When news broke that starting center David Andrews would miss the entire 2019 season due to blood clots, the Patriots knew right away that they lost their tone-setter on the offensive line.
Along with bringing a nasty attitude to the trenches, the Pats center was Pro Football Focus’s eighth-best center in 2018 and has never dipped below a 67.0 grade as a starter.
Andrews also gave up the ninth-fewest quarterback pressures among starting centers and was the top-graded center in the postseason during New England’s run to a sixth Lombardi Trophy.
Although he filled in admirably, backup center Ted Karras had an uphill battle to replace Andrews who was a top ten player at his position. In his last healthy season, Andrews was seventh in blown block rate while Karras finished 27th among starting centers in 2019, according to Football Outsiders. Plus, after two consecutive seasons ranking in the top five, the Pats ranked 24th in stuff percentage, or the percentage of runs where the running back is tackled at or behind the line of scrimmage.
The 28-year-old brings remarkable consistency with a well-rounded skill set of football intelligence, sound technique, and athleticism that makes up for lack of ideal measurables.
Andrews’s ability to reach blocks on the line, make blocks on the move, and work well with others gives the Patriots’ OL a gear that it didn’t have with the bigger Karras in the middle.
Here’s an example of how Andrews’s athleticism and sound technique allows the Pats run game to move at a different pace when he’s out there. On the play, the Patriots ran outside zone weak, meaning they’re running away from the tight end. Andrews’s responsibility is to turn the nose tackle shaded in the A-Gap inside to create a cutback lane, which isn’t an easy task because the defensive tackle is outside of him. Andrews works to get his inside shoulder in the middle of the defenders’ chest, torques with his upper body to generate power, and flips his hips inside to create a hole for Sony Michel, making a challenging block look easy.
Along with reaching big run-stuffers on the line, Andrews is an effective blocker on the move, and the Patriots ask him to block in space frequently on screen passes to their running backs.
On this play, the Pats run their “cross” screen with the receivers to Brady’s left clearing out the flat for running back James White. As the play develops, Andrews pulls out in front of White and has the body control and radar on the move to win his block against a smaller safety in space. With help from his friends, White picks up a chunk of yardage and a first down.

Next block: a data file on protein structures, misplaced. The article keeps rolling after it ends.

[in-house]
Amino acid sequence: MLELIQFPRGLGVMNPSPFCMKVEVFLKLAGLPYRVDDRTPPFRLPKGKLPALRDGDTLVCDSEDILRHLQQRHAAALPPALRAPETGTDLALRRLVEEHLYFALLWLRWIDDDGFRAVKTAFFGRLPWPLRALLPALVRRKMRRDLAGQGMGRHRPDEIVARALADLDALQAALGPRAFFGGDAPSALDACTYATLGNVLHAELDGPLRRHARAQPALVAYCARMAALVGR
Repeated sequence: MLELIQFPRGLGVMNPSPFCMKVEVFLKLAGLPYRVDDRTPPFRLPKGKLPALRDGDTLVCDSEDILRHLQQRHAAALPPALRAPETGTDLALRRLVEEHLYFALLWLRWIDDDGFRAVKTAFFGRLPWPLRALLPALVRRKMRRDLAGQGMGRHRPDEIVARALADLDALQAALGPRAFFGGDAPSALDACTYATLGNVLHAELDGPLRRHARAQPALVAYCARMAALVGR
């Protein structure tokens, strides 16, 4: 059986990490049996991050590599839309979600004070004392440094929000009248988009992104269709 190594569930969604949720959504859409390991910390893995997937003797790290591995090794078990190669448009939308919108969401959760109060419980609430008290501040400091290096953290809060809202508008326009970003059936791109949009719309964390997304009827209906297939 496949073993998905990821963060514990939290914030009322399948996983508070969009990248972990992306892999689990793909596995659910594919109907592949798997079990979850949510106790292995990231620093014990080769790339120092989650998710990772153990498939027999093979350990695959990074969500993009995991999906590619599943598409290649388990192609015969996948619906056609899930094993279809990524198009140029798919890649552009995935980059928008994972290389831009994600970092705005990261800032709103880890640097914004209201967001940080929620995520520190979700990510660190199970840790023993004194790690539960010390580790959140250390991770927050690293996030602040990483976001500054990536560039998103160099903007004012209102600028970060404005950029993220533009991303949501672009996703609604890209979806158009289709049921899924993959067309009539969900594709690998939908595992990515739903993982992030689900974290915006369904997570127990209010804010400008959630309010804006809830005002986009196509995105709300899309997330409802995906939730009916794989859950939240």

Lastly, every center must work well with his guards to execute double teams (combinations) and help out in pass protection when they’re left free to roam.
This time, the Patriots ran an ISO play with James Develin leading the way for Michel. The Jets defense fits perfectly to the play side, but Michel has an escape route cutting off the double-team by Andrews and left guard, Joe Thuney. On the base block, Andrews does an excellent job of absorbing the initial punch from Leonard Williams and stalemating the former Jets defensive linemen, allowing Thuney to wash him down on the double. The two stay hip-to-hip and split Williams’s body down the middle, perfect technique, and present the cutback lane for Michel to spring him on an explosive run.
Due to a confluence of injuries, retirements, and Andrews’s medical scare, the Patriots’ offensive line went from Football Outsiders’ third-ranked run-blocking unit to ninth in 2019.
New England’s pass-blocking also suffered dropping off the top spot in adjusted sack rate in 2018 to fifth in the metric last season.
Andrews is a clear upgrade at center, and his return reunites one of the best interior trios in football with all three starters finishing in the top ten of Pro Football Focus’s grading in 2018.
Plus, the leadership Andrews brings on and off the field in the wake of legendary offensive line coach Dante Scarnechia’s retirement and Tom Brady’s departure cannot be understated.
The center is a key cog in setting the MIKE and making protection calls that tell the other four offensive linemen where to go.
Andrews’ knowledge in that regard, whether its Newton or Stidham under center, is invaluable to a new quarterback in the system.
With the Pats center back in the mix, New England’s offensive line should return to its 2018 form.